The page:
Levertov Plaque

One of the most important poets ever to live and work in Seattle, Denise Levertov died in 1997. There is no mention of her time in Seattle outside the Seward Park house she called home for eight years, but thanks to the Rainier Valley Rotary, SPLAB is spear-heading an Indiegogo campaign to purchase and install the plaque. The campaign would also support the 4th Cascadia Poetry Festival, Nov 3-6, 2016, in Seattle at Spring Street Center, which is dedicated to the memory and will explore the legacy of Levertov in Cascadia. Specifically, funds would support the panel on Levertov’s legacy and the ritual walk to her grave on Sunday morning led by JM Miller, Brenda Hillman and Daphne Marlatt. Our thanks go to the Rotary’s Jayne DeHaan, who spearheaded the project.

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Contributors to the fundraising effort are offered a plethora of festival-related premiums which can be perused here:

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Pageboy Magazine Call

From PageBoy Magazine:

PageBoy 2013

PageBoy 2013

PageBoy invites you to submit original work in any form on the theme “writers on writers.” Please consider writing something on your favorite author, or your least favorite author; or on an author you feel deserves more attention, or on an author you feel deserves less. Homage/essay/elegy/interview/rant/criticism/limerick/etc. will all be considered for publication in our upcoming, ninth issue. Subjects can be well known or little known, widely published or not at all, so long as the piece itself is interesting enough. Work should be submitted by Nov. 15th. pageboymagazine (at) hotmail (dot) com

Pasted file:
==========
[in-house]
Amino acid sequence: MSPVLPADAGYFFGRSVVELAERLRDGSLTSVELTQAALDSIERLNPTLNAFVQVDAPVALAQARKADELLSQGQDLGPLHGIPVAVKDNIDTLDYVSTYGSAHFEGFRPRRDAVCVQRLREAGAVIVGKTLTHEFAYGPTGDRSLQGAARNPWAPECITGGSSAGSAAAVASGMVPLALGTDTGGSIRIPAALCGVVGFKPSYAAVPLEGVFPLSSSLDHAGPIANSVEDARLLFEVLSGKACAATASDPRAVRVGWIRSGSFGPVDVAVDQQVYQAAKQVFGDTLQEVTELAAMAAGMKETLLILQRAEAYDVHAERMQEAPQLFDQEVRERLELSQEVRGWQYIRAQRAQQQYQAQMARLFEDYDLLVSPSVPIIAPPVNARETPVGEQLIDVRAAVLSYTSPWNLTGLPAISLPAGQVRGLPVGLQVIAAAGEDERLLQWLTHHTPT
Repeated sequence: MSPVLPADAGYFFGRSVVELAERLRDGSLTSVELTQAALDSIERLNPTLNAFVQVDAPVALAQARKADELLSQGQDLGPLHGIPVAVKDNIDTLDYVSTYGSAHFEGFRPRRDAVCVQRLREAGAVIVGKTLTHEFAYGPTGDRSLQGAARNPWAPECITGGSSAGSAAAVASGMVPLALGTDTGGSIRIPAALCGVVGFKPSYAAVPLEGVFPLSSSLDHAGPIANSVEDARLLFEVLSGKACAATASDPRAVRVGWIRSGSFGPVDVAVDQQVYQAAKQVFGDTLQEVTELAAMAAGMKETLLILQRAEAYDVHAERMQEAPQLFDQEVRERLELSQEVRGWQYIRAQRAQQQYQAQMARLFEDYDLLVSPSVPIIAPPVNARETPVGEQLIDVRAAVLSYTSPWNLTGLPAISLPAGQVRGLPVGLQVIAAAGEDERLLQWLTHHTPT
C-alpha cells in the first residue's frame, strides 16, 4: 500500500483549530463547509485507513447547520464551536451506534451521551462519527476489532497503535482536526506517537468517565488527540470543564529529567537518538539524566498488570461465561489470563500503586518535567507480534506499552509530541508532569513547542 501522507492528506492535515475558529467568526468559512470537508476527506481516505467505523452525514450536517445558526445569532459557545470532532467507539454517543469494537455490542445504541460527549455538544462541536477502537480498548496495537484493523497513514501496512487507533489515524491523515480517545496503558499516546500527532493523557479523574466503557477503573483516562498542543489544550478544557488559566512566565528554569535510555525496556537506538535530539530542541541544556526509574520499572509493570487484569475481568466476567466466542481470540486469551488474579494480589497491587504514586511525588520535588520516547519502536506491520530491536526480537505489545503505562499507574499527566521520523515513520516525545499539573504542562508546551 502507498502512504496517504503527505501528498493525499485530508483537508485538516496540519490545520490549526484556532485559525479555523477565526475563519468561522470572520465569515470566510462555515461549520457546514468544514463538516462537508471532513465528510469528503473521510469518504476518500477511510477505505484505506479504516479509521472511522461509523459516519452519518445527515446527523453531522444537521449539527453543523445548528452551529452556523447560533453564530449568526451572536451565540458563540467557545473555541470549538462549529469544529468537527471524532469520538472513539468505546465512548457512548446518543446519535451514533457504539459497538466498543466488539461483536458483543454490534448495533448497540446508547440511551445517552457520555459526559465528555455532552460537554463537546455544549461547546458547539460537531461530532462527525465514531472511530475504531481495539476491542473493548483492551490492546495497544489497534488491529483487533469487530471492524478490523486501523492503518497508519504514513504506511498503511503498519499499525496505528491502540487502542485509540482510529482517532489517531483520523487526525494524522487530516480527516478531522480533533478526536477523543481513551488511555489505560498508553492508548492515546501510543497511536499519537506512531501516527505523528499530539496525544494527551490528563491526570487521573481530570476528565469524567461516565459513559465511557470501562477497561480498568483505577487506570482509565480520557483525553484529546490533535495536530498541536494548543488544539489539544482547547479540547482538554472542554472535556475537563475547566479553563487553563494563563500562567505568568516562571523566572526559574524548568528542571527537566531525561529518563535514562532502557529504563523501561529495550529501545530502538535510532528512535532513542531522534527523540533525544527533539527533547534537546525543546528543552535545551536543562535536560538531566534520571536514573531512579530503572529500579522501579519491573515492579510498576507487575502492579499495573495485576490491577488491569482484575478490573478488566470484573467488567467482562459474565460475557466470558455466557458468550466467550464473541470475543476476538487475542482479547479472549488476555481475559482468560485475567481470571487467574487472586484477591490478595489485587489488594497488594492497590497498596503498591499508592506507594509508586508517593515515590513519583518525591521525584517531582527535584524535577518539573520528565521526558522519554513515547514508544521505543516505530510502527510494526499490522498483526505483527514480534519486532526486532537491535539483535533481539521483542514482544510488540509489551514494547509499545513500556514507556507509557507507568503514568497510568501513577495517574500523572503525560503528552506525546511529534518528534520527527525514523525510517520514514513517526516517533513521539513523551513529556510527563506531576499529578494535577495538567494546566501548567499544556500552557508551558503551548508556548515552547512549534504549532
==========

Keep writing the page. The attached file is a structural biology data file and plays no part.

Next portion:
Please feel free to pass this on to writers who may be interested.

We look forward to reading your work,

– PageBoy Crew

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Nimrod Submissions

Nimrod LogoFrom the Nimrod Journal:

Call for Submissions LEAVING HOME, FINDING HOME

Home. It’s a concept that stretches across all cultures and all times. But what makes a home? Why do we sometimes seek out new homes, or refuse to leave the homes we already have? How do we find—and adapt to—new homes? When is leaving home a choice, when an exile? What happens when we are forced to leave homes we do not necessarily want to abandon? How do we make a place—a house, a country, a continent—into a home? Does home refer primarily to a place, or to the people who live there? Can home be an internal state of mind?

For our Spring/Summer 2017 issue, Leaving Home, Finding HomeNimrod International Journal is seeking poetry, short stories, and creative nonfiction pieces that explore ideas of home—both leaving home and finding home.

What We Are Seeking:

We invite poems, short stories, and creative nonfiction pieces that explore ideas of home. We are open to all interpretations of this theme from writers of all backgrounds and publication histories. Just a few examples of material that would be of interest to us include

  • Work about immigration, especially from first-generation immigrants to or from any country